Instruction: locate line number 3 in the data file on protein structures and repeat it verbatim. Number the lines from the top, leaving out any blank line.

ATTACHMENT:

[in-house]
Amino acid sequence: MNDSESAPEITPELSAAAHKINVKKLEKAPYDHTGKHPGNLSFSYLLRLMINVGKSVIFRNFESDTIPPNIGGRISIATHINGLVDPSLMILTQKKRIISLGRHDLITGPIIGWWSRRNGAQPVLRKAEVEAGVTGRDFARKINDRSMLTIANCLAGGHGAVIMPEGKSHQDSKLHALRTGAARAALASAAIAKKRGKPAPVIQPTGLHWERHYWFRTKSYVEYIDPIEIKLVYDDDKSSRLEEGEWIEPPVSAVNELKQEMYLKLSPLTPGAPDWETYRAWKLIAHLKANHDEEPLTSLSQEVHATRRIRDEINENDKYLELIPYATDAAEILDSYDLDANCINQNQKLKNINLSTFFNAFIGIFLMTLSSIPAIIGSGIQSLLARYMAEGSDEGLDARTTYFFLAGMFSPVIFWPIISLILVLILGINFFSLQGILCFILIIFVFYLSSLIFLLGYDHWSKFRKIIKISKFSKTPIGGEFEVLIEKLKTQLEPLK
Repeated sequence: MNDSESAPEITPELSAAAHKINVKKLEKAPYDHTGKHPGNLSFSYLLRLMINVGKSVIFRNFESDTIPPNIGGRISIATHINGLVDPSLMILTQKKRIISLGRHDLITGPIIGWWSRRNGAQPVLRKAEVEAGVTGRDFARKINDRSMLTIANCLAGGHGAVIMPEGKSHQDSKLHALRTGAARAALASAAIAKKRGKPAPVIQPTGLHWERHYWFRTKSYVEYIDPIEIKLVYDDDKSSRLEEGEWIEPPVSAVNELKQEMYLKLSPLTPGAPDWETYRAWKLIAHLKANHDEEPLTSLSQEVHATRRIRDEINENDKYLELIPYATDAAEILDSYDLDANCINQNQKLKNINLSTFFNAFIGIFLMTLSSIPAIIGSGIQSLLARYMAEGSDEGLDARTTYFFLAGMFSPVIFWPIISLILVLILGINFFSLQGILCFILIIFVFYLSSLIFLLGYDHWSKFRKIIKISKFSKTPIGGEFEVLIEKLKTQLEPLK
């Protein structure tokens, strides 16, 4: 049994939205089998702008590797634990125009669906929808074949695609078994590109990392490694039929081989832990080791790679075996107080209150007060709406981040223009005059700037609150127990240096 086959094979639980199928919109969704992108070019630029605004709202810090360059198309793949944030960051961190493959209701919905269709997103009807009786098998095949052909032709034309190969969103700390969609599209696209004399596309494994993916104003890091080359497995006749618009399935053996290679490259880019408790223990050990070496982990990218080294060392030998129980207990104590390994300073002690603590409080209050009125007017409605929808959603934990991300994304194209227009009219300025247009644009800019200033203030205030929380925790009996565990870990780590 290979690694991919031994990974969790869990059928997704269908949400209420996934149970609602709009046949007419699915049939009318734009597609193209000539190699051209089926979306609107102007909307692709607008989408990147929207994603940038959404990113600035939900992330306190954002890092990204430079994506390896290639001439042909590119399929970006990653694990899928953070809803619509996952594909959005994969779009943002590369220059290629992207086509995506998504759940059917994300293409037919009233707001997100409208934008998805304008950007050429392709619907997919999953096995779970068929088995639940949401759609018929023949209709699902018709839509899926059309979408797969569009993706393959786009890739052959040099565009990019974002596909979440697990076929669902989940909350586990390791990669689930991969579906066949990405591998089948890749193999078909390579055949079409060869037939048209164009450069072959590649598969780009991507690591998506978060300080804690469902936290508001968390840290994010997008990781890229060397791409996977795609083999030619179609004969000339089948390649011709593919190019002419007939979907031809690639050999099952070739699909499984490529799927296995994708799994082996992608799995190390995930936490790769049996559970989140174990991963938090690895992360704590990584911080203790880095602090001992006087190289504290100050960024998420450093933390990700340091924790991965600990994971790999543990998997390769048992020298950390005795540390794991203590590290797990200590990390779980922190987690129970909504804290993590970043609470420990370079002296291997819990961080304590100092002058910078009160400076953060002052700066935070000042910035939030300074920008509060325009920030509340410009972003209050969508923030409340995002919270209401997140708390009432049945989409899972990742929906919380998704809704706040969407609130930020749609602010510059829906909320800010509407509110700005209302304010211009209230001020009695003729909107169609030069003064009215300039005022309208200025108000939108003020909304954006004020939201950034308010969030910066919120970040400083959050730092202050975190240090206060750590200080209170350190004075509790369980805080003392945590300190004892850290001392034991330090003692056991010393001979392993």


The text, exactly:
Repeated sequence: MNDSESAPEITPELSAAAHKINVKKLEKAPYDHTGKHPGNLSFSYLLRLMINVGKSVIFRNFESDTIPPNIGGRISIATHINGLVDPSLMILTQKKRIISLGRHDLITGPIIGWWSRRNGAQPVLRKAEVEAGVTGRDFARKINDRSMLTIANCLAGGHGAVIMPEGKSHQDSKLHALRTGAARAALASAAIAKKRGKPAPVIQPTGLHWERHYWFRTKSYVEYIDPIEIKLVYDDDKSSRLEEGEWIEPPVSAVNELKQEMYLKLSPLTPGAPDWETYRAWKLIAHLKANHDEEPLTSLSQEVHATRRIRDEINENDKYLELIPYATDAAEILDSYDLDANCINQNQKLKNINLSTFFNAFIGIFLMTLSSIPAIIGSGIQSLLARYMAEGSDEGLDARTTYFFLAGMFSPVIFWPIISLILVLILGINFFSLQGILCFILIIFVFYLSSLIFLLGYDHWSKFRKIIKISKFSKTPIGGEFEVLIEKLKTQLEPLK